*Wow. Colin Kaepernick went looking for trouble and it he found it. The San Francisco 49ers quarterback told NFL Media on Friday after a pre-season game loss against the Green Bay Packers that he refused to stand for the national anthem before the game to protest of what he deems are wrongdoings against African Americans and minorities in the United States.
It was an admirable and obviously risky act on the athlete’s part. He explains why he did it.
“I am not going to stand up to show pride in a flag for a country that oppresses black people and people of color,” Kaepernick said. “To me, this is bigger than football and it would be selfish on my part to look the other way. There are bodies in the street and people getting paid leave and getting away with murder.”
The 49ers acknowledged in a statement that Kaepernick sat during the national anthem before the game.
“The national anthem is and always will be a special part of the pregame ceremony,” the statement said. “It is an opportunity to honor our country and reflect on the great liberties we are afforded as its citizens. In respecting such American principles as freedom of religion and freedom of expression, we recognize the right of an individual to choose to participate, or not, in our celebration of the national anthem.”
Kaepernick explained that he did not tell the team he was planning to protest the national anthem.
“This is not something that I am going to run by anybody,” he said. “I am not looking for approval. I have to stand up for people that are oppressed. … If they take football away, my endorsements from me, I know that I stood up for what is right.”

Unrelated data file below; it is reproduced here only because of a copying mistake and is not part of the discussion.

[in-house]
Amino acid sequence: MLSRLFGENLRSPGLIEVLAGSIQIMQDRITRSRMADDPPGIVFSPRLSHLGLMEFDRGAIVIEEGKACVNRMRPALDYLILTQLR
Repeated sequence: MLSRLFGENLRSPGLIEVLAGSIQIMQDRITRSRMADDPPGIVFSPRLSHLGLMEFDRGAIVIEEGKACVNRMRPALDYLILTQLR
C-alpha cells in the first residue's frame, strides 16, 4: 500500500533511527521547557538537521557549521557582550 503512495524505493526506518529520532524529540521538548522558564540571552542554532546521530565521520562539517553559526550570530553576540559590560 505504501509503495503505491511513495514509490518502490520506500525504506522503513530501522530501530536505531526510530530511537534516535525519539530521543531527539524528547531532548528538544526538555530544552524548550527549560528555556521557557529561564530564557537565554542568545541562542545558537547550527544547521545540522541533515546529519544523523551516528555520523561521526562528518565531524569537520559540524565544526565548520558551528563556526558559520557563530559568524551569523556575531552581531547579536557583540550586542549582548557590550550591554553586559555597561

READ RELATED STORY: COLIN KAEPERNICK APOLOGIZES FOR INSENSITIVE HOUSTON FLOODING POST
It’s not the first time Kaepernick has refused to stand for the national anthem. He did it in at least one other preseason game.
Meanwhile, by taking a stand for civil rights, Kaepernick, 28, joins other athletes, like the NBA’s Dwyane Wade, Chris Paul, LeBron James and Carmelo Anthony and several WNBA players in using their platform and status to raise awareness to issues affecting minorities in the U.S.
But as NFL.com’s Steve Wyche points out, refusal to support the American flag as a means to take a stand has brought incredible backlash before and likely will in this instance. One example is the NBA’s Mahmoud Abdul-Rauf of the Denver Nuggets, formerly Chris Jackson before converting to Islam, refused to acknowledge the flag in protest, citing similar reasons as Kaepernick and saying that it conflicted with some of his Islamic beliefs.
Abdul-Rauf drew the ire of fans and was briefly suspended by the NBA before a compromise was worked out between the league and player, who eventually stood with his teammates and coaches at the playing of the national anthem.
As he said above, Kaepernick is aware of what he is doing and that he knows there will most likely be serious repercussions for his stance.